De Silva believes yield is likely to be particularly important in the year ahead, as investors look for stability while capital values remain volatile and uncertain. The fund looks to have a broad mix of income sources, including listed infrastructure, real estate, private infrastructure and private credit. This helps create a stable portfolio of income-generative assets.
There are green shoots in the year ahead, but until there is greater clarity on the turning point for inflation and interest rates, some caution is warranted on financial markets. At abrdn, the focus is on finding assets with reliable, inflation-adjusted cash flows and income.
Risk factors you should consider prior to investing:
- The value of investments, and the income from them, can go down as well as up and investors may get back less than the amount invested.
- Past performance is not a guide to future results.
- Investment in the Company may not be appropriate for investors who plan to withdraw their money within 5 years.
- The Company may borrow to finance further investment (gearing). The use of gearing is likely to lead to volatility in the Net Asset Value (NAV) meaning that any movement in the value of the company’s assets will result in a magnified movement in the NAV.
- The Company may accumulate investment positions which represent more than normal trading volumes which may make it difficult to realise investments and may lead to volatility in the market price of the Company’s shares.
- The Company may charge expenses to capital which may erode the capital value of the investment.
- Movements in exchange rates will impact on both the level of income received and the capital value of your investment.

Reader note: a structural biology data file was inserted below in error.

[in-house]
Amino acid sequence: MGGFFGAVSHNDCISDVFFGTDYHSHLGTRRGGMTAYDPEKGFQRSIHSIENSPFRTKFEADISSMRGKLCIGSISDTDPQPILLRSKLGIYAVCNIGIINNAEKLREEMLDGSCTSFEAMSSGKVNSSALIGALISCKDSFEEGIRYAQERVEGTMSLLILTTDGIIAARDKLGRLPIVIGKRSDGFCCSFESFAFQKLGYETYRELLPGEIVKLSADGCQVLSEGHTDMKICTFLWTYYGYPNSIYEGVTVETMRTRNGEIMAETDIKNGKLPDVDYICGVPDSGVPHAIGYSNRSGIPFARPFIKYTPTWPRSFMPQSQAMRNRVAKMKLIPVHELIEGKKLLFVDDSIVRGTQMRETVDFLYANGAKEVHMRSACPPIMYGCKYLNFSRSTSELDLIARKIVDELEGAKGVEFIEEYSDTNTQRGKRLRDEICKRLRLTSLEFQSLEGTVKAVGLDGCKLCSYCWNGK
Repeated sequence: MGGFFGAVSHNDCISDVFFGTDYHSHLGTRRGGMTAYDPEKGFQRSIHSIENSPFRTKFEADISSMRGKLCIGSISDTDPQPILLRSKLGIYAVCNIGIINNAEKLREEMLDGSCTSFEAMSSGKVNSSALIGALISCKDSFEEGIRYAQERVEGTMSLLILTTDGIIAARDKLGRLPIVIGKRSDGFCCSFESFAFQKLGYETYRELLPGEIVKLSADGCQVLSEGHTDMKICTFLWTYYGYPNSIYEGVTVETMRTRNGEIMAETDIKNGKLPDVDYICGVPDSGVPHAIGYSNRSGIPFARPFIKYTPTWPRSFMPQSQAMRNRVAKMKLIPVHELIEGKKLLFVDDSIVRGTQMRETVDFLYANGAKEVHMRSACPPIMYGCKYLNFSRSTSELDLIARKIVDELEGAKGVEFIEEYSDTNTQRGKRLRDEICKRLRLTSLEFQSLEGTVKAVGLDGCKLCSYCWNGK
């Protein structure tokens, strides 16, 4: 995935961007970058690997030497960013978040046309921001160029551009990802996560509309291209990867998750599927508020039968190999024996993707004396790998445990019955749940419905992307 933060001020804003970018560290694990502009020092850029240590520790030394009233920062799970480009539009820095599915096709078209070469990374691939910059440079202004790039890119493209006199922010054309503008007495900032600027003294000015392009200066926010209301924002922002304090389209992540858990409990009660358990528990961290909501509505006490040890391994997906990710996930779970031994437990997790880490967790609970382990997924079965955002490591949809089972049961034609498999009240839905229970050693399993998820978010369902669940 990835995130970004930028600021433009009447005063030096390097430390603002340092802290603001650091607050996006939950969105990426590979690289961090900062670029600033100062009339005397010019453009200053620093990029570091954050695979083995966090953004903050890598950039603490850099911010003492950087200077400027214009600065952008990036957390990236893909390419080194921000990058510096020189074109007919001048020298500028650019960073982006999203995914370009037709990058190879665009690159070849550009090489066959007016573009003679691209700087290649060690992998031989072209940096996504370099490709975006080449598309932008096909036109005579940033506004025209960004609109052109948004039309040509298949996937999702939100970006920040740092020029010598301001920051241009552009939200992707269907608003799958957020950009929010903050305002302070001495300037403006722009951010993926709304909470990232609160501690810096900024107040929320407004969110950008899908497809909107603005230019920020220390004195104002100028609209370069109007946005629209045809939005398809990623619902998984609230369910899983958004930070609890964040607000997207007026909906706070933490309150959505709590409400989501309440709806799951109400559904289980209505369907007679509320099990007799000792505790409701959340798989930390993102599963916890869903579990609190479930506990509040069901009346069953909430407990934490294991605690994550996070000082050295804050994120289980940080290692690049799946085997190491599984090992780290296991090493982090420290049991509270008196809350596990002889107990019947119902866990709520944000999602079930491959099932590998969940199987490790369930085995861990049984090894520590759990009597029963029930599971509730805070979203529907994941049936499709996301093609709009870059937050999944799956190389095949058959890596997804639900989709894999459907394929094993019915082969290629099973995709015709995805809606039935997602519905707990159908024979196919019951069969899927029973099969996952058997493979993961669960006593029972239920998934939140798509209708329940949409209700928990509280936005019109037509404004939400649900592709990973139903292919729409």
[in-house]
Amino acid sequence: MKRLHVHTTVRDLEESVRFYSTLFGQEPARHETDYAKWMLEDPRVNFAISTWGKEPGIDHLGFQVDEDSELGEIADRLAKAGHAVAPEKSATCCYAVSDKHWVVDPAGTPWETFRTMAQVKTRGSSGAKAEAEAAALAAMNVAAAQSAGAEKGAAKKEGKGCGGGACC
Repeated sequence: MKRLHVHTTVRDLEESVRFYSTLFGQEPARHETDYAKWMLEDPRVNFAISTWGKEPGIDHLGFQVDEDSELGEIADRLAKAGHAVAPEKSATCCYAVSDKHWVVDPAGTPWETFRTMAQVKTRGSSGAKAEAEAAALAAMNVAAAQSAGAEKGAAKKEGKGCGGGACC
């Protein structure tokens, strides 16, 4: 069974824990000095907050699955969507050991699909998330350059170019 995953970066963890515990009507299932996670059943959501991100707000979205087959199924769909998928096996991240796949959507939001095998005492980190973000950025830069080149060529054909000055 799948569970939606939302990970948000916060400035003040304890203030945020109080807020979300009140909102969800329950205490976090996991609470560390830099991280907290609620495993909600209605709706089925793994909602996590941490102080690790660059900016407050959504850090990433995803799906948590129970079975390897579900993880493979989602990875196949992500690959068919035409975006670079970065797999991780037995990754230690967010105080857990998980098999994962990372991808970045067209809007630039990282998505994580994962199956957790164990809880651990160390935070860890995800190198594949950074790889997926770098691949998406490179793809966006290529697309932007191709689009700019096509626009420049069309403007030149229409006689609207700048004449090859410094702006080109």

- There is no guarantee that the market price of the Company’s shares will fully reflect their underlying Net Asset Value.
- As with all stock exchange investments the value of the Company’s shares purchased will immediately fall by the difference between the buying and selling prices, the bid-offer spread. If trading volumes fall, the bid-offer spread can widen.
- With funds investing in bonds there is a risk that interest rate fluctuations could affect the capital value of investments. Where long term interest rates rise, the capital value of shares is likely to fall, and vice versa. In addition to the interest rate risk, bond investments are also exposed to credit risk reflecting the ability of the borrower (i.e. bond issuer) to meet its obligations (i.e. pay the interest on a bond and return the capital on the redemption date). The risk of this happening is usually higher with bonds classified as ‘subinvestment grade’. These may produce a higher level of income but at a higher risk than investments in ‘investment grade’ bonds. In turn, this may have an adverse impact on funds that invest in such bonds.
- Yields are estimated figures and may fluctuate, there are no guarantees that future dividends will match or exceed historic dividends and certain investors may be subject to further tax on dividends.
- The Company invests in emerging markets which tend to be more volatile than mature markets and the value of your investment could move sharply up or down.
- Specialist funds which invest in small markets or sectors of industry are likely to be more volatile than more diversified trusts.
- The Company invests in smaller companies which are likely to carry a higher degree of risk than larger companies.
- Derivatives may be used, subject to restrictions set out for the Company, in order to manage risk and generate income. The market in derivatives can be volatile and there is a higher than average risk of loss.
- The Company may invest in alternative investments (including direct lending, commercial property, renewable energy and mortgage strategies). Such investments may be relatively illiquid and it may be difficult for the Company to realise these investments over a short time period, which may make it difficult to realise investments and may lead to volatility in the market price of the Company’s shares.
- Investing globally can bring additional returns and diversify risk. However, currency exchange rate fluctuations may have a positive or negative impact on the value of investments.
Other important information:
Issued by abrdn Fund Managers Limited, registered in England and Wales (740118) at 280 Bishopsgate, London EC2M 4AG. abrdn Investments Limited, registered in Scotland (No. 108419), 10 Queen’s Terrace, Aberdeen AB10 1XL. Both companies are authorised and regulated by the Financial Conduct Authority in the UK.
Find out more by visiting the Trusts’ websites or by registering for updates.